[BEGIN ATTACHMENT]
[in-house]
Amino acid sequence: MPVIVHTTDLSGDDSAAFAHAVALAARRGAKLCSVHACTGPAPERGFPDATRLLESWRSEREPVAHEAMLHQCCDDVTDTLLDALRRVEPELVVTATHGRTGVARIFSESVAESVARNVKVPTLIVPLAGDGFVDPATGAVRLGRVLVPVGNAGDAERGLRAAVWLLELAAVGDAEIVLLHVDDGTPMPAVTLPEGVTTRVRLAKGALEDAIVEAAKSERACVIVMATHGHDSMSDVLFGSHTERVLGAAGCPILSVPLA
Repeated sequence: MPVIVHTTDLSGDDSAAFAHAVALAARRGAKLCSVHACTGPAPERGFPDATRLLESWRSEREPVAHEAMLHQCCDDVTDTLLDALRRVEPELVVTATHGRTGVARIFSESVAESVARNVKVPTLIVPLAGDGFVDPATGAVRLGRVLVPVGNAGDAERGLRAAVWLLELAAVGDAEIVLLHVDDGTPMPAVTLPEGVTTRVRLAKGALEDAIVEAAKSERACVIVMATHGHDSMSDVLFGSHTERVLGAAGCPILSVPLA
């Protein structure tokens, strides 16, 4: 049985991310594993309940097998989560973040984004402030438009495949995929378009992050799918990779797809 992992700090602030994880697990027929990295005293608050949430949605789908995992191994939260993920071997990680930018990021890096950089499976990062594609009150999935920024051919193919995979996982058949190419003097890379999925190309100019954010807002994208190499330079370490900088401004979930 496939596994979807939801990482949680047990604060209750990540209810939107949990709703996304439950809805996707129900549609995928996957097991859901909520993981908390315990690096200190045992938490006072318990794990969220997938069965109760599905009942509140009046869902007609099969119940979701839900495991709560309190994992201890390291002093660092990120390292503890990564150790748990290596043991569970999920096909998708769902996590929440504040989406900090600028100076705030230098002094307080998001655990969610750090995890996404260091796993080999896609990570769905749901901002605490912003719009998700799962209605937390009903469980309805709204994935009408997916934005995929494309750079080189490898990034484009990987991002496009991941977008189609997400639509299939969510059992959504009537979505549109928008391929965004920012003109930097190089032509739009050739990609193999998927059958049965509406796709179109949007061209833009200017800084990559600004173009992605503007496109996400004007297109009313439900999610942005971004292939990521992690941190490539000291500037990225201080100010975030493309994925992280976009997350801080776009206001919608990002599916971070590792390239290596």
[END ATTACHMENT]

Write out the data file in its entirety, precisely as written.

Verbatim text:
[in-house]
Amino acid sequence: MPVIVHTTDLSGDDSAAFAHAVALAARRGAKLCSVHACTGPAPERGFPDATRLLESWRSEREPVAHEAMLHQCCDDVTDTLLDALRRVEPELVVTATHGRTGVARIFSESVAESVARNVKVPTLIVPLAGDGFVDPATGAVRLGRVLVPVGNAGDAERGLRAAVWLLELAAVGDAEIVLLHVDDGTPMPAVTLPEGVTTRVRLAKGALEDAIVEAAKSERACVIVMATHGHDSMSDVLFGSHTERVLGAAGCPILSVPLA
Repeated sequence: MPVIVHTTDLSGDDSAAFAHAVALAARRGAKLCSVHACTGPAPERGFPDATRLLESWRSEREPVAHEAMLHQCCDDVTDTLLDALRRVEPELVVTATHGRTGVARIFSESVAESVARNVKVPTLIVPLAGDGFVDPATGAVRLGRVLVPVGNAGDAERGLRAAVWLLELAAVGDAEIVLLHVDDGTPMPAVTLPEGVTTRVRLAKGALEDAIVEAAKSERACVIVMATHGHDSMSDVLFGSHTERVLGAAGCPILSVPLA
């Protein structure tokens, strides 16, 4: 049985991310594993309940097998989560973040984004402030438009495949995929378009992050799918990779797809 992992700090602030994880697990027929990295005293608050949430949605789908995992191994939260993920071997990680930018990021890096950089499976990062594609009150999935920024051919193919995979996982058949190419003097890379999925190309100019954010807002994208190499330079370490900088401004979930 496939596994979807939801990482949680047990604060209750990540209810939107949990709703996304439950809805996707129900549609995928996957097991859901909520993981908390315990690096200190045992938490006072318990794990969220997938069965109760599905009942509140009046869902007609099969119940979701839900495991709560309190994992201890390291002093660092990120390292503890990564150790748990290596043991569970999920096909998708769902996590929440504040989406900090600028100076705030230098002094307080998001655990969610750090995890996404260091796993080999896609990570769905749901901002605490912003719009998700799962209605937390009903469980309805709204994935009408997916934005995929494309750079080189490898990034484009990987991002496009991941977008189609997400639509299939969510059992959504009537979505549109928008391929965004920012003109930097190089032509739009050739990609193999998927059958049965509406796709179109949007061209833009200017800084990559600004173009992605503007496109996400004007297109009313439900999610942005971004292939990521992690941190490539000291500037990225201080100010975030493309994925992280976009997350801080776009206001919608990002599916971070590792390239290596």